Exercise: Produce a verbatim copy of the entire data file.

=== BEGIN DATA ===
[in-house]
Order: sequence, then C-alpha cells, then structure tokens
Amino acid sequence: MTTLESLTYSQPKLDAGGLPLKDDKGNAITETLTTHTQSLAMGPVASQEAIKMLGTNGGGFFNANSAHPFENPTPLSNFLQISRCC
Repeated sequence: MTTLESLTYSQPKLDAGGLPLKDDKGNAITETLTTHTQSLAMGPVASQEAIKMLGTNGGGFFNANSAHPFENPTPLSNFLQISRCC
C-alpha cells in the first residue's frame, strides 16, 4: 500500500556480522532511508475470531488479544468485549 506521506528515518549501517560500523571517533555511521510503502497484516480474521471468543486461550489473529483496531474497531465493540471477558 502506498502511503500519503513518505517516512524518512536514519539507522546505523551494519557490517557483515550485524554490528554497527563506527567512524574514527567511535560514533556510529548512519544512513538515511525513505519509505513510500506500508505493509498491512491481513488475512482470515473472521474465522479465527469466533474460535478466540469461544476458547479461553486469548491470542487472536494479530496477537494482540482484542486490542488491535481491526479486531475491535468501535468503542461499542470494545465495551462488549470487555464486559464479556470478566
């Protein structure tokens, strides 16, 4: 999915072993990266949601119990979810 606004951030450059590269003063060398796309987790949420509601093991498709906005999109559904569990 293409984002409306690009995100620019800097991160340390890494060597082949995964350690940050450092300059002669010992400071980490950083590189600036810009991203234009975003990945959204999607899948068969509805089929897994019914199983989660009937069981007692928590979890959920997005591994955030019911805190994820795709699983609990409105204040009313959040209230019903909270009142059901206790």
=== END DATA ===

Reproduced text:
[in-house]
Order: sequence, then C-alpha cells, then structure tokens
Amino acid sequence: MTTLESLTYSQPKLDAGGLPLKDDKGNAITETLTTHTQSLAMGPVASQEAIKMLGTNGGGFFNANSAHPFENPTPLSNFLQISRCC
Repeated sequence: MTTLESLTYSQPKLDAGGLPLKDDKGNAITETLTTHTQSLAMGPVASQEAIKMLGTNGGGFFNANSAHPFENPTPLSNFLQISRCC
C-alpha cells in the first residue's frame, strides 16, 4: 500500500556480522532511508475470531488479544468485549 506521506528515518549501517560500523571517533555511521510503502497484516480474521471468543486461550489473529483496531474497531465493540471477558 502506498502511503500519503513518505517516512524518512536514519539507522546505523551494519557490517557483515550485524554490528554497527563506527567512524574514527567511535560514533556510529548512519544512513538515511525513505519509505513510500506500508505493509498491512491481513488475512482470515473472521474465522479465527469466533474460535478466540469461544476458547479461553486469548491470542487472536494479530496477537494482540482484542486490542488491535481491526479486531475491535468501535468503542461499542470494545465495551462488549470487555464486559464479556470478566
């Protein structure tokens, strides 16, 4: 999915072993990266949601119990979810 606004951030450059590269003063060398796309987790949420509601093991498709906005999109559904569990 293409984002409306690009995100620019800097991160340390890494060597082949995964350690940050450092300059002669010992400071980490950083590189600036810009991203234009975003990945959204999607899948068969509805089929897994019914199983989660009937069981007692928590979890959920997005591994955030019911805190994820795709699983609990409105204040009313959040209230019903909270009142059901206790």